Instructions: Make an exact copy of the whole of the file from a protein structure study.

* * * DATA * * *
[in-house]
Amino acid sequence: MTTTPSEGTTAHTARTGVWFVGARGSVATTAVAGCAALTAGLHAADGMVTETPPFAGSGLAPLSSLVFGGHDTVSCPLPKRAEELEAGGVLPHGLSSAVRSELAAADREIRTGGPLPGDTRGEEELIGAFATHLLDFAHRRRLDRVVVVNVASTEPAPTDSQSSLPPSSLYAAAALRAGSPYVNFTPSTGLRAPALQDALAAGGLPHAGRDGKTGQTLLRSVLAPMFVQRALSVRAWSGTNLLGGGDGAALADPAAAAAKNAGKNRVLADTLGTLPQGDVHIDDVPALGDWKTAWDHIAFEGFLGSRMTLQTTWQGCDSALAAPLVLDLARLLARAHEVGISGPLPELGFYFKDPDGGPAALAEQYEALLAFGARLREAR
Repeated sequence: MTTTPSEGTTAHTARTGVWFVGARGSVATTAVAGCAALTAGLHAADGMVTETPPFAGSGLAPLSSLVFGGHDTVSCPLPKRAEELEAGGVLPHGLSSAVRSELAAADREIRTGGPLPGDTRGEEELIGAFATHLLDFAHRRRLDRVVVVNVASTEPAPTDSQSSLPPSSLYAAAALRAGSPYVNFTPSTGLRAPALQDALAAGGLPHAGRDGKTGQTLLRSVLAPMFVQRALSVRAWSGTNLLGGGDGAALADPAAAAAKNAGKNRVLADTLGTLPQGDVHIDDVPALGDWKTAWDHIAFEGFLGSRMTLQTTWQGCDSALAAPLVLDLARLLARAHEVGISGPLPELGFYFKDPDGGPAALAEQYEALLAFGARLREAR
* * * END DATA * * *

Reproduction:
[in-house]
Amino acid sequence: MTTTPSEGTTAHTARTGVWFVGARGSVATTAVAGCAALTAGLHAADGMVTETPPFAGSGLAPLSSLVFGGHDTVSCPLPKRAEELEAGGVLPHGLSSAVRSELAAADREIRTGGPLPGDTRGEEELIGAFATHLLDFAHRRRLDRVVVVNVASTEPAPTDSQSSLPPSSLYAAAALRAGSPYVNFTPSTGLRAPALQDALAAGGLPHAGRDGKTGQTLLRSVLAPMFVQRALSVRAWSGTNLLGGGDGAALADPAAAAAKNAGKNRVLADTLGTLPQGDVHIDDVPALGDWKTAWDHIAFEGFLGSRMTLQTTWQGCDSALAAPLVLDLARLLARAHEVGISGPLPELGFYFKDPDGGPAALAEQYEALLAFGARLREAR
Repeated sequence: MTTTPSEGTTAHTARTGVWFVGARGSVATTAVAGCAALTAGLHAADGMVTETPPFAGSGLAPLSSLVFGGHDTVSCPLPKRAEELEAGGVLPHGLSSAVRSELAAADREIRTGGPLPGDTRGEEELIGAFATHLLDFAHRRRLDRVVVVNVASTEPAPTDSQSSLPPSSLYAAAALRAGSPYVNFTPSTGLRAPALQDALAAGGLPHAGRDGKTGQTLLRSVLAPMFVQRALSVRAWSGTNLLGGGDGAALADPAAAAAKNAGKNRVLADTLGTLPQGDVHIDDVPALGDWKTAWDHIAFEGFLGSRMTLQTTWQGCDSALAAPLVLDLARLLARAHEVGISGPLPELGFYFKDPDGGPAALAEQYEALLAFGARLREAR